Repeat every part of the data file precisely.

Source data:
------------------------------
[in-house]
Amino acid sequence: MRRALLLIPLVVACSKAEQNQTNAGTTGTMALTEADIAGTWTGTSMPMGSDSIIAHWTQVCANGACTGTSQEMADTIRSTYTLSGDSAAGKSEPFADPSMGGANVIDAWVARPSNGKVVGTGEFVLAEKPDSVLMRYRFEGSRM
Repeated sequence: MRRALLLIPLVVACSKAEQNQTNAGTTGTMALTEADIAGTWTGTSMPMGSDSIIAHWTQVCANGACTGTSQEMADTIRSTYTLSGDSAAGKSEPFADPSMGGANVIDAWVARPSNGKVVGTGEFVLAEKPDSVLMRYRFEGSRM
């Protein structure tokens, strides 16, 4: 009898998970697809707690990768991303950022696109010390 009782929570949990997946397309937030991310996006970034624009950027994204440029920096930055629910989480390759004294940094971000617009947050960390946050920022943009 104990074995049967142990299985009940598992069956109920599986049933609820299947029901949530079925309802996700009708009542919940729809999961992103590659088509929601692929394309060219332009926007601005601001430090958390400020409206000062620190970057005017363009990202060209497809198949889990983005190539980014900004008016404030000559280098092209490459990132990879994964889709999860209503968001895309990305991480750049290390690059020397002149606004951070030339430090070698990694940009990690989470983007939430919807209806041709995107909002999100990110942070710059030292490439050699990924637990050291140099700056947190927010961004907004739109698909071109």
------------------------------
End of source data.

[in-house]
Amino acid sequence: MRRALLLIPLVVACSKAEQNQTNAGTTGTMALTEADIAGTWTGTSMPMGSDSIIAHWTQVCANGACTGTSQEMADTIRSTYTLSGDSAAGKSEPFADPSMGGANVIDAWVARPSNGKVVGTGEFVLAEKPDSVLMRYRFEGSRM
Repeated sequence: MRRALLLIPLVVACSKAEQNQTNAGTTGTMALTEADIAGTWTGTSMPMGSDSIIAHWTQVCANGACTGTSQEMADTIRSTYTLSGDSAAGKSEPFADPSMGGANVIDAWVARPSNGKVVGTGEFVLAEKPDSVLMRYRFEGSRM
């Protein structure tokens, strides 16, 4: 009898998970697809707690990768991303950022696109010390 009782929570949990997946397309937030991310996006970034624009950027994204440029920096930055629910989480390759004294940094971000617009947050960390946050920022943009 104990074995049967142990299985009940598992069956109920599986049933609820299947029901949530079925309802996700009708009542919940729809999961992103590659088509929601692929394309060219332009926007601005601001430090958390400020409206000062620190970057005017363009990202060209497809198949889990983005190539980014900004008016404030000559280098092209490459990132990879994964889709999860209503968001895309990305991480750049290390690059020397002149606004951070030339430090070698990694940009990690989470983007939430919807209806041709995107909002999100990110942070710059030292490439050699990924637990050291140099700056947190927010961004907004739109698909071109």